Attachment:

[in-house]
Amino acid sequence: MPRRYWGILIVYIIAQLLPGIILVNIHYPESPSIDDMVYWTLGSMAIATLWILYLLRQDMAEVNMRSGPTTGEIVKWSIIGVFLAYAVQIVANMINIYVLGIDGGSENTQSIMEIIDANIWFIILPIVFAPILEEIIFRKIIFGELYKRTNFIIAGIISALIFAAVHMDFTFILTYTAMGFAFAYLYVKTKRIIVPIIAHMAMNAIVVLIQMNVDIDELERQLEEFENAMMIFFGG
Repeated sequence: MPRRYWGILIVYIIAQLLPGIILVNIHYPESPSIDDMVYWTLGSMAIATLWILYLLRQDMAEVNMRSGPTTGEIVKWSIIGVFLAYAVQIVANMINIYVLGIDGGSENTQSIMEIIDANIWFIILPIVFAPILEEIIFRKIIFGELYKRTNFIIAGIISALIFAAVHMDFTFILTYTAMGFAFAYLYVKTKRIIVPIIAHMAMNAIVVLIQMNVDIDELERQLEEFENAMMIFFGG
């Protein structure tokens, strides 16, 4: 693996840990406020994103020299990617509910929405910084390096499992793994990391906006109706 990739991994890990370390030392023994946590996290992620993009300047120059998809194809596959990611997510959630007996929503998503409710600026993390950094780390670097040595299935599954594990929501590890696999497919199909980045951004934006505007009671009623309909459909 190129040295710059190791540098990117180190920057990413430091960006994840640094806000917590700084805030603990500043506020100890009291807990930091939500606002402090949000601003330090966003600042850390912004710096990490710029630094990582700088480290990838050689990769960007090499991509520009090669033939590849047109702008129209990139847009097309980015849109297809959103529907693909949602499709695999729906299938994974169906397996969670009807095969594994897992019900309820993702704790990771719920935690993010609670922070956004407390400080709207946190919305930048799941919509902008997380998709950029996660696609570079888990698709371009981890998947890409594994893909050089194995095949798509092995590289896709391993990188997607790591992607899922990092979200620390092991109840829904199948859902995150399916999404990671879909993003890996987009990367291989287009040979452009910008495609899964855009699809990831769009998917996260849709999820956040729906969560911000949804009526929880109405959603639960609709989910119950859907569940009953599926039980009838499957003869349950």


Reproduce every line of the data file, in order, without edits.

[in-house]
Amino acid sequence: MPRRYWGILIVYIIAQLLPGIILVNIHYPESPSIDDMVYWTLGSMAIATLWILYLLRQDMAEVNMRSGPTTGEIVKWSIIGVFLAYAVQIVANMINIYVLGIDGGSENTQSIMEIIDANIWFIILPIVFAPILEEIIFRKIIFGELYKRTNFIIAGIISALIFAAVHMDFTFILTYTAMGFAFAYLYVKTKRIIVPIIAHMAMNAIVVLIQMNVDIDELERQLEEFENAMMIFFGG
Repeated sequence: MPRRYWGILIVYIIAQLLPGIILVNIHYPESPSIDDMVYWTLGSMAIATLWILYLLRQDMAEVNMRSGPTTGEIVKWSIIGVFLAYAVQIVANMINIYVLGIDGGSENTQSIMEIIDANIWFIILPIVFAPILEEIIFRKIIFGELYKRTNFIIAGIISALIFAAVHMDFTFILTYTAMGFAFAYLYVKTKRIIVPIIAHMAMNAIVVLIQMNVDIDELERQLEEFENAMMIFFGG
């Protein structure tokens, strides 16, 4: 693996840990406020994103020299990617509910929405910084390096499992793994990391906006109706 990739991994890990370390030392023994946590996290992620993009300047120059998809194809596959990611997510959630007996929503998503409710600026993390950094780390670097040595299935599954594990929501590890696999497919199909980045951004934006505007009671009623309909459909 190129040295710059190791540098990117180190920057990413430091960006994840640094806000917590700084805030603990500043506020100890009291807990930091939500606002402090949000601003330090966003600042850390912004710096990490710029630094990582700088480290990838050689990769960007090499991509520009090669033939590849047109702008129209990139847009097309980015849109297809959103529907693909949602499709695999729906299938994974169906397996969670009807095969594994897992019900309820993702704790990771719920935690993010609670922070956004407390400080709207946190919305930048799941919509902008997380998709950029996660696609570079888990698709371009981890998947890409594994893909050089194995095949798509092995590289896709391993990188997607790591992607899922990092979200620390092991109840829904199948859902995150399916999404990671879909993003890996987009990367291989287009040979452009910008495609899964855009699809990831769009998917996260849709999820956040729906969560911000949804009526929880109405959603639960609709989910119950859907569940009953599926039980009838499957003869349950």